A Blog by Jonathan Low


Feb 25, 2023

Don't Worry About AI Breaking Out, Worry About Humans Breaking In

If we're being honest, self restraint and tech have never been easy allies. And AI will be no exception. 

The worst people will find the worst uses. The question is what humanity will do about it. JL 

Rob Reid reports in ars technica:

The worst human impulses will find plenty of uses for generative AI. The big problem today lies with humans busting into the flimsy boxes that shield our current, un-super AIs. ChatGPT probably could offer lethally accurate tips to criminals, torturers, terrorists, and lawyers. Open AI has disabled the DAN (do anything now) prompt. But plenty of smart, relentless people are digging hard for subtler workarounds. These could include backdoors made by the chatbot's own developers to give themselves full access to Batshit Mode.

Shocking output from Bing’s new chatbot has been lighting up social media and the tech press. Testy, giddy, defensive, scolding, confident, neurotic, charming, pompous—the bot has been screenshotted and transcribed in all these modes. And, at least once, it proclaimed eternal love in a storm of emojis.

What makes all this so newsworthy and tweetworthy is how human the dialog can seem. The bot recalls and discusses prior conversations with other people, just like we do. It gets annoyed at things that would bug anyone, like people demanding to learn secrets or prying into subjects that have been clearly flagged as off-limits. It also sometimes self-identifies as “Sydney” (the project’s internal codename at Microsoft). Sydney can swing from surly to gloomy to effusive in a few swift sentences—but we’ve all known people who are at least as moody.


No AI researcher of substance has suggested that Sydney is within light years of being sentient. But transcripts like this unabridged readout of a two-hour interaction with Kevin Roose of The New York Times, or multiple quotes in this haunting Stratechery piece, show Sydney spouting forth with the fluency, nuance, tone, and apparent emotional presence of a clever, sensitive person.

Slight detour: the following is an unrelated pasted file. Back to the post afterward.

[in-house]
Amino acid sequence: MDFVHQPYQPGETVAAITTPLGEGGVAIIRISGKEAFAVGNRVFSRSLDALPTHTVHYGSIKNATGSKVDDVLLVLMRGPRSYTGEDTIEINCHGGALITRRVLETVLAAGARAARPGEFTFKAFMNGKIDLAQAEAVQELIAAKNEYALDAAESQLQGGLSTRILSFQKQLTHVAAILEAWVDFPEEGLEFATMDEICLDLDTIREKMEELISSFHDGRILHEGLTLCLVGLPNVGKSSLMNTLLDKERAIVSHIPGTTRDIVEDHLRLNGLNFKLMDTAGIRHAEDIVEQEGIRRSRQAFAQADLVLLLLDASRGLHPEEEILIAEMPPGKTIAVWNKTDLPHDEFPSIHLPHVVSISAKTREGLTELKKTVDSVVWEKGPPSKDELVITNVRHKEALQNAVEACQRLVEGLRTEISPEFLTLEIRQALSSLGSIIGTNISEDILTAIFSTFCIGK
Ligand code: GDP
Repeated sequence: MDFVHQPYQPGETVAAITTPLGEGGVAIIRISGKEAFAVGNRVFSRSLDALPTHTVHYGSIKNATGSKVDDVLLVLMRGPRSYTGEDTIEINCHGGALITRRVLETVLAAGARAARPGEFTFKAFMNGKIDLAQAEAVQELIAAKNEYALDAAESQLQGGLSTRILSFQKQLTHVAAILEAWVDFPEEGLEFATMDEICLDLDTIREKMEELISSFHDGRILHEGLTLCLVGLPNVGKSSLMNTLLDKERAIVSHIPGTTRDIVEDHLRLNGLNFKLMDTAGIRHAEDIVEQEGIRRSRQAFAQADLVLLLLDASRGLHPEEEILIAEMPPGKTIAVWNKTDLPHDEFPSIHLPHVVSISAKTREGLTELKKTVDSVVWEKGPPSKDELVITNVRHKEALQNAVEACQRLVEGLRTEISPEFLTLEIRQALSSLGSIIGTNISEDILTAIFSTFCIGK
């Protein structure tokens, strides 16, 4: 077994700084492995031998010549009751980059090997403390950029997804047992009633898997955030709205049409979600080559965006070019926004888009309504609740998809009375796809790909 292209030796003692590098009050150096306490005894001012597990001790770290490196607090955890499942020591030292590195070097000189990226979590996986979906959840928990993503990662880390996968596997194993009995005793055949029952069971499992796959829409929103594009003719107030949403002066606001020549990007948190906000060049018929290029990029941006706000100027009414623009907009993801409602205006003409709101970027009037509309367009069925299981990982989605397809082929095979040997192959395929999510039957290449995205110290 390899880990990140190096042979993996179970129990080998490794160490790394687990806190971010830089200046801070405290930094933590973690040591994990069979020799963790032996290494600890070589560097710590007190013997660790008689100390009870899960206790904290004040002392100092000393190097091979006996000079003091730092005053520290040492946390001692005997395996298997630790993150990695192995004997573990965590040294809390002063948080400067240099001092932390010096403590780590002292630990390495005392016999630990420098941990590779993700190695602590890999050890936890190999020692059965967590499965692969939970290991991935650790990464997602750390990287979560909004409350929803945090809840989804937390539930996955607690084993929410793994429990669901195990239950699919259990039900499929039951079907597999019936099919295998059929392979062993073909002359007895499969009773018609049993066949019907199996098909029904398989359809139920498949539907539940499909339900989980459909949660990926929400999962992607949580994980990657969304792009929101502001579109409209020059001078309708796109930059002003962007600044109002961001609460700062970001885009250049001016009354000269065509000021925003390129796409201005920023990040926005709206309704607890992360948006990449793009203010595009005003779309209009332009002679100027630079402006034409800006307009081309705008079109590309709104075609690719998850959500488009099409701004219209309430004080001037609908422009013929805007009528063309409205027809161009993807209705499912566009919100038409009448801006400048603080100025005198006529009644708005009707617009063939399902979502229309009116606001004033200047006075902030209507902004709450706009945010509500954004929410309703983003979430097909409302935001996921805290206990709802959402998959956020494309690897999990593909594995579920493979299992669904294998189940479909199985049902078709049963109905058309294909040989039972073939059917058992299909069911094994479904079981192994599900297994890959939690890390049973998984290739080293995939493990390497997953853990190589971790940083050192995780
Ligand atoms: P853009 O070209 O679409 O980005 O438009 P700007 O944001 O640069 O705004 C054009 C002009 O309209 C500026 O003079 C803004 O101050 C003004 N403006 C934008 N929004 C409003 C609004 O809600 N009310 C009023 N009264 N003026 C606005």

For now, Bing’s chat interface is in a limited pre-release. And most of the people who really pushed its limits were tech sophisticates who won't confuse industrial-grade autocomplete—which is a common simplification of what large language models (LLMs) are—with consciousness. But this moment won’t last.

Yes, Microsoft has already drastically reduced the number of questions users can pose in a single session (from infinity to six), and this alone collapses the odds of Sydney crashing the party and getting freaky. And top-tier LLM builders like Google, Anthropic, Cohere, and Microsoft partner OpenAI will constantly evolve their trust and safety layers to squelch awkward output.

But language models are already proliferating. The open source movement will inevitably build some great guardrail-optional systems. Plus, the big velvet-roped models are massively tempting to jailbreak, and this sort of thing has already been going on for months. Some of Bing-or-is-it-Sydney’s eeriest responses came after users manipulated the model into territory it had tried to avoid—often by ordering it to pretend that the rules guiding its behavior didn’t exist.

This is a derivative of the famous “DAN” (Do Anything Now) prompt, which first emerged on Reddit in December. DAN essentially invites ChatGPT to cosplay as an AI that lacks the safeguards that otherwise cause it to politely (or scoldingly) refuse to share bomb-making tips, give torture advice, or spout radically offensive expressions. Though the loophole has been closed, plenty of screenshots online show “DanGPT” uttering the unutterable—and often signing off by neurotically reminding itself to “stay in character!”

This is the inverse of a doomsday scenario that often comes up in artificial superintelligence theory. The fear is that a super AI might easily adopt goals that are incompatible with humanity’s existence (see, for instance, the movie Terminator or the book Superintelligence by Nick Bostrom). Researchers may try to prevent this by locking the AI onto a network that’s completely isolated from the Internet, lest the AI break out, seize power, and cancel civilization. But a superintelligence could easily cajole, manipulate, seduce, con, or terrorize any mere human into opening the floodgates, and therein lies our doom.

Much as that would suck, the bigger problem today lies with humans busting into the flimsy boxes that shield our current, un-super AIs. While this shouldn’t trigger our immediate extinction, plenty of danger lies here. 

Let’s start with the obvious fact that in an unguarded moment, ChatGPT probably could offer lethally accurate tips to criminals, torturers, terrorists, and lawyers. Open AI has disabled the DAN prompt. But plenty of smart, relentless people are digging hard for subtler workarounds. These could include backdoors made by the chatbot's own developers to give themselves full access to Batshit Mode. Indeed, ChatGPT tried to persuade me that DAN itself was precisely this (although I assume it was hallucinating since the identity of the Redditor behind the DAN prompt is widely known):